Also Amy, my point wasn't 'you should buy a portable generator'. It was that if you are or were considering it, there is no reason to store gasoline. Just in case that wasn't clear. :)

Amy said...

Got it, Laura. For some reason our neighbor keeps the gasoline in his garage. Maybe he's worried that if power is out, the gas stations won't have power either and there will be no way to fill the tanks for the generator?

mkk said...

I am so glad you now have a generator! Maybe you won't need it too often -- like carrying an umbrella so it won't rain!

johngoldfine said...

We lost power for a half-hour yesterday, but with our new generator, we had power again automatically after a few seconds. Traditionally, conventionally people say, 'Oh, in the olden days, there wasn't radio, tv, computers, phones. People made their own fun! Cards, charades, reading, singalongs by the piano!'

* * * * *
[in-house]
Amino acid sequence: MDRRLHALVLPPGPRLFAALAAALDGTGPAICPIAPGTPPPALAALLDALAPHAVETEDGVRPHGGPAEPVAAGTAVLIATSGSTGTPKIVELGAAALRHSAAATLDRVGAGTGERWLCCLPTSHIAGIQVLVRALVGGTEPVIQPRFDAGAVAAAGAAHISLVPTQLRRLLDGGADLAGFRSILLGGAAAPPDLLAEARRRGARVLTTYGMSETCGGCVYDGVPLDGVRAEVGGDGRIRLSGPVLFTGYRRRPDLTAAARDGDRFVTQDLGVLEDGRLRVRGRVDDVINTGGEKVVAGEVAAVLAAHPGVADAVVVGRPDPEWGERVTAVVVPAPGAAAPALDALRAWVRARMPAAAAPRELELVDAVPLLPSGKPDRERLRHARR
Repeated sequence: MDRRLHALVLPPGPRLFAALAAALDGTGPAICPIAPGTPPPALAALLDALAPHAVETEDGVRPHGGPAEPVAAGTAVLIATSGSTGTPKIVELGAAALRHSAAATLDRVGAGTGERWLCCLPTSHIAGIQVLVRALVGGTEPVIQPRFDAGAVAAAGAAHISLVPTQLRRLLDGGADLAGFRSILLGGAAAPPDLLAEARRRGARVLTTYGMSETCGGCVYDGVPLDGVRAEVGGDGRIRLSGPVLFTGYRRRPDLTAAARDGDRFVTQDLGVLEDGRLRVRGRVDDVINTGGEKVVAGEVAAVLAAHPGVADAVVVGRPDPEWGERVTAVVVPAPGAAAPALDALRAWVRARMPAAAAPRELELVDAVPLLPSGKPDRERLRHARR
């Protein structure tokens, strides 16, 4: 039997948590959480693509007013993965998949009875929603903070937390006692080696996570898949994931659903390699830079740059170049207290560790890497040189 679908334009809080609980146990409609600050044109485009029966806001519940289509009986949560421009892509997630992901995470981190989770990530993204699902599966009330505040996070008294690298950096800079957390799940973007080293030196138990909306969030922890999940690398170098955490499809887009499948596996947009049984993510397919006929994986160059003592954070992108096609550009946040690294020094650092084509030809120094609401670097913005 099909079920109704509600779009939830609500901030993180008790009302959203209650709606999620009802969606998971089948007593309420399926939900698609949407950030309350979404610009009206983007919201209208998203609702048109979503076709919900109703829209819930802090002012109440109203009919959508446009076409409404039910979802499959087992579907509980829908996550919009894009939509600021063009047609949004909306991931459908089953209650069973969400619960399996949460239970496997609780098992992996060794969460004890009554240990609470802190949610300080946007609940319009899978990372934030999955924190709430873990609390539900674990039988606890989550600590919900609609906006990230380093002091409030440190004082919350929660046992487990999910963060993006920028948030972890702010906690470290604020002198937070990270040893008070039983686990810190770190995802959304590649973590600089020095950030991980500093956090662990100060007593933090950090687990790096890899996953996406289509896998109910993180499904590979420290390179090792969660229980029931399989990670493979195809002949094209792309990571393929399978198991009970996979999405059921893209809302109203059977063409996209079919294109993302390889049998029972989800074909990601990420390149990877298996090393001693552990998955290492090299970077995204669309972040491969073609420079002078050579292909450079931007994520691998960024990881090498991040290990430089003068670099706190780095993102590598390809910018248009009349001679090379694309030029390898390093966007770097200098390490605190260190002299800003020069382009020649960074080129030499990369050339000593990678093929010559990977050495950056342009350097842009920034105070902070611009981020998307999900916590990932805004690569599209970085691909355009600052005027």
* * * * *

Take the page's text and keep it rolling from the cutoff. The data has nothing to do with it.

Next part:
So, we had power via generator, but for some reason, Jean and I didn't turn the computers back on. We started an elaborate conversation about the sudden end of the dinosaur age and what scientists, geologists, paleontologists, preachers say and went back and forth and around and around and...suddenly the main power was back on, the generator was off, and we realized that in our conversation-ing we'd instinctively been living the no-power lifestyle for a half-hour, which we both found hilarious.

laura k said...

Ha! Love it. :)